Thursday, August 22, 2013

Game of Thrones/A Song of Ice and Fire: History of Westeros-Part 1: The Dawn Age

Many people love Game of Thrones. Many people love A Song of Ice and Fire. Many love both. But there are those who only watch the show or simply don’t feel compelled to research the history before the events they love reading so much about. The history of George R. R. Martin’s universe is extremely long, but terribly fascinating, so I will break it down into the different ages of the world for those who don’t know anything about it. We’ll start off with the Dawn Age…

*Years in Westeros are relative to Aegon’s Landing (AL standing for After Landing), which is treated as the year 0 and all events prior are simply negative numbers*

A greenseer singing the song of the earth
Westeros has been around for a long time. Men were living on Essos while Westeros was still “uninhabited”. In these times, Westeros was populated by different races of magical creatures, most notably giants and the children of the forest. The childern called themselves "those who sing the song of the earth" in the Old Tongue. No historical records were kept by these races, so they became the stuff of legends told by septons and maids. The children of the forest have since disappeared from Westeros, leading the people to believe they were wiped out by the First Men. Nobody knows where they came from or how they got to Westeros. The children worshipped the gods of forest, stream and stone. They relied on the land in order to live. The children carved faces on the weirwood trees in order to have them watch over the land for the children. They had many magical powers, such as having power over animals in the woods, the ability to warg into other creatures (like what Bran Stark can do), the ability to create beautiful music, and greensight, which is having prophetic dreams.

Around -12,000 AL, the First Men came from Essos to Westeros. They crossed a land bridge from the eastern continent into Dorne, called the Arm of Dorne. They wrote their history on runes and spoke the Old Tongue. They came under the leadership of the First King and were said to have found the Seastone Chair, the throne of the Iron Islands, on the shores of Old Wyk. The First Men were the ones who began calling the children of the forest by this name. The Men came into Westeros riding horses and bearing bronze swords and leather shields and their own religion. In order to create room to build for themselves, the First Men burned and cut down forests, including the weirwood trees. This angered the children of the forest so much that they supposedly used their magic to shatter the Arm of Dorne and turn it into a chain of islands now known as the Stepstones.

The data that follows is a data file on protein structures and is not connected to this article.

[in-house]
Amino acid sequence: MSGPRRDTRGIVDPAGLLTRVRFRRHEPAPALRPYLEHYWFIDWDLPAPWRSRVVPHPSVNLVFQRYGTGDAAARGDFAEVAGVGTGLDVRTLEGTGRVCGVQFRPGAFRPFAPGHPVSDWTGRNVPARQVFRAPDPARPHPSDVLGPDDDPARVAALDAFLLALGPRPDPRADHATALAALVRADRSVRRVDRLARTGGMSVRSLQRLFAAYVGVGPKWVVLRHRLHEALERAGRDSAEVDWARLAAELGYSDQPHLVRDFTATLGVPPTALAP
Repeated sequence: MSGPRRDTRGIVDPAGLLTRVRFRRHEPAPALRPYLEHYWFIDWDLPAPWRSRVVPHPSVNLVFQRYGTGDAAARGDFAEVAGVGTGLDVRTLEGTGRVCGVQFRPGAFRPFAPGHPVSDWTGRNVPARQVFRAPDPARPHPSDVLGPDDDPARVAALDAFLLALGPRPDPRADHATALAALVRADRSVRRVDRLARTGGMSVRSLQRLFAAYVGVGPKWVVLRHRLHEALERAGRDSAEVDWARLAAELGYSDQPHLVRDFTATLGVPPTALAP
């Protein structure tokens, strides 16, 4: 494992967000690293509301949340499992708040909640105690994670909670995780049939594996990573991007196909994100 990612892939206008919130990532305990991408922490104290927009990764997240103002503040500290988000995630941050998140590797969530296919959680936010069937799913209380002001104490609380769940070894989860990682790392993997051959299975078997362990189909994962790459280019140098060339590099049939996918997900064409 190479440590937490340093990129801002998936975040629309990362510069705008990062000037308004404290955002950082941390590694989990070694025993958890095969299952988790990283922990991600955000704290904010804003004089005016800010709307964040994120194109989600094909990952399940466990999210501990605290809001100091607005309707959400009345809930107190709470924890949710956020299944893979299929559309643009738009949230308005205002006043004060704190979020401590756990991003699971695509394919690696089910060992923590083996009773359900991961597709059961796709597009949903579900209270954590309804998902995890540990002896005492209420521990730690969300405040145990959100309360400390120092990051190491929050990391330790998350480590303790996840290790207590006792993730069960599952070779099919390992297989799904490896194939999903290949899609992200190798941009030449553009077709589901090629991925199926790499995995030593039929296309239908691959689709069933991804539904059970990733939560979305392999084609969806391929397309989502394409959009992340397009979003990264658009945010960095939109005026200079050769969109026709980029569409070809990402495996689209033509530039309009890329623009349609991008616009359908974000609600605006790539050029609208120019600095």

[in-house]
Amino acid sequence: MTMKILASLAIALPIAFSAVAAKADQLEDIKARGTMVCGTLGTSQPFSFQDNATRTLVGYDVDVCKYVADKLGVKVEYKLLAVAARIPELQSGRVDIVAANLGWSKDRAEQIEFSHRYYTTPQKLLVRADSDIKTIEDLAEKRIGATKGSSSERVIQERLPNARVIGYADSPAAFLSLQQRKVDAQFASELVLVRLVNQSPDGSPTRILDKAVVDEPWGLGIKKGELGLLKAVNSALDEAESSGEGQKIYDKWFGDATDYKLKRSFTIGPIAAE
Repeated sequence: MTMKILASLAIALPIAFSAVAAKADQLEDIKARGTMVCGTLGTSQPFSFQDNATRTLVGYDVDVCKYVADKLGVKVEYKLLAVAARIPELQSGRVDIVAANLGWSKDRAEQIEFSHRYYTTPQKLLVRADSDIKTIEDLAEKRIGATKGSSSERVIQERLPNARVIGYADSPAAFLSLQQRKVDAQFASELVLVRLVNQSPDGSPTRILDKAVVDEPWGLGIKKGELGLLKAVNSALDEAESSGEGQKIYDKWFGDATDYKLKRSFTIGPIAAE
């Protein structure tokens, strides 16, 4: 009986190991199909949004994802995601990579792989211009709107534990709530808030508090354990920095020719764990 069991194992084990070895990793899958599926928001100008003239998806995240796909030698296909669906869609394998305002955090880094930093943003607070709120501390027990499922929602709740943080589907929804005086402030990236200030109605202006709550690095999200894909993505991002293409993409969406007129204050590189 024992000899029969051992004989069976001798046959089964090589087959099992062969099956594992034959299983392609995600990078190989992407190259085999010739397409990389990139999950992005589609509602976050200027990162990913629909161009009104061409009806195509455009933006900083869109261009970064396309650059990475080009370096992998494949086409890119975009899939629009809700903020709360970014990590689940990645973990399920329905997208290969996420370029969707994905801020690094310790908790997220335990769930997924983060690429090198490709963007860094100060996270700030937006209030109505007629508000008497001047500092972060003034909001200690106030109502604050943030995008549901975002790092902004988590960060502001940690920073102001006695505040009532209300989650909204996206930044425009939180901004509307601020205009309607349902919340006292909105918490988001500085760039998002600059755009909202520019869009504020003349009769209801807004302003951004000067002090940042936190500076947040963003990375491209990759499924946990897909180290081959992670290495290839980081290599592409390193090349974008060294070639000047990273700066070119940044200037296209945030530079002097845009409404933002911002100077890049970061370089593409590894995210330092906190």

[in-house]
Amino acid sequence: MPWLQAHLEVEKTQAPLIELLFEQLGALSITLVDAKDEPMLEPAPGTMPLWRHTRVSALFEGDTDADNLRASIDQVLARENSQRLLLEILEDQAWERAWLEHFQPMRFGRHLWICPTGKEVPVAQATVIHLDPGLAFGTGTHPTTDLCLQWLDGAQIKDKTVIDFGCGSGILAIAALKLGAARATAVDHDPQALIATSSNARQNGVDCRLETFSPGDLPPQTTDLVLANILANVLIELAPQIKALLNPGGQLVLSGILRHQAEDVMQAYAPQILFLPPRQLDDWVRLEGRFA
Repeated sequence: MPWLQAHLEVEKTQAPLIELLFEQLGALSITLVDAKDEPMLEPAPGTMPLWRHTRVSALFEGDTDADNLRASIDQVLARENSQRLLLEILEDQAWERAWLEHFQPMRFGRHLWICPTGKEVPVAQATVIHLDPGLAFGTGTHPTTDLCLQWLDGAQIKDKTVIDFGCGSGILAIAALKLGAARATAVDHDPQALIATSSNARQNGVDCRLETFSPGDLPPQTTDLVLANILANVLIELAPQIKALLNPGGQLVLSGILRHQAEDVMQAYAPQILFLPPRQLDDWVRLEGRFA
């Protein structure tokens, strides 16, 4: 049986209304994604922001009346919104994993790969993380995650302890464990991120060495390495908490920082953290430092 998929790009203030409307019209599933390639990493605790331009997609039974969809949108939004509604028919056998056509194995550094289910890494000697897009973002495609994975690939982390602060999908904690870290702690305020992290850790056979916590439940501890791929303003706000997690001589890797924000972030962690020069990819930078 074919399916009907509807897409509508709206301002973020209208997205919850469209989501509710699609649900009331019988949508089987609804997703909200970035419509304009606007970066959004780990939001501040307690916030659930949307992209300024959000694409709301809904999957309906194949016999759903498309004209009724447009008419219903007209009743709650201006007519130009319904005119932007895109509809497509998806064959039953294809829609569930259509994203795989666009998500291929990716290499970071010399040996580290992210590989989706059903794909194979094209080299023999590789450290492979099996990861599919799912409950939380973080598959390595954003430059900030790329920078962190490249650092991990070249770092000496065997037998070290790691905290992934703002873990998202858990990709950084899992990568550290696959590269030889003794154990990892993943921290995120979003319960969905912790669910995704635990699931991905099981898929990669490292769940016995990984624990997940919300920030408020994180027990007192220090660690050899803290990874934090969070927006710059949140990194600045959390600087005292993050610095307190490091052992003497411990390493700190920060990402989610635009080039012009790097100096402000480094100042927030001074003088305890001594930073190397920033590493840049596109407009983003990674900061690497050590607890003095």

The Men were much more technologically advanced and numerous then the children of the forest, putting them at a disadvantage. It is said that wars between the two races went on for around 2,000 years and each act of war brought the Men to cut down a weirwood tree. They believed that the greenseers could see through the carved faces on the trees and the Men wanted to take out any spies that the children could use against them. They were absolutely correct about this and it severely cut off the children’s access to their forests.

The largest battle of these wars was the fight that ruined Moat Cailin. In about -10,000 AL, the First Men raised Moat Cailin, which is now the southern-most Northern settlement. At some point, the
Runes of Moat Cailin
children of the forest took over at least part of the hold, probably the Children’s Tower, if not any others. From the top of this tower, the children called upon their gods to send down a terrible rainstorm (known in myths as the “hammer of waters”) to break Westeros at the neck, forming two separate northern and southern continents. The children failed, however, only calling enough rain to flood the Neck and create many bogs and swamps. This act must have impressed the First Men, who were winning the war at the time, and could have been the reason that peace negotiations began shortly after.

Weirwood trees on the Isle of Faces
The First Men and children of the forest both sent wise leaders to the Isle of Faces to attempt to create a peaceful coexistence. Called The Pact, the leaders agreed that the forests would remain the homes of the children, while the Men could claim the rest of Westeros, under the condition that they not cut down any more weirwood trees. The Isle of faces got its name due to the faces carved on every tree. These were carved in order for the gods to see recognize the pact, as the First Men had chosen to accept the religion of the children and worship the same nameless gods (with the exception of the Drowned God on the Iron Islands). The Green Men were established to remain on the island and look over the carved tree. This treaty ended the Dawn Age and established 4,000 years of friendship between the Men and children.

The Pact

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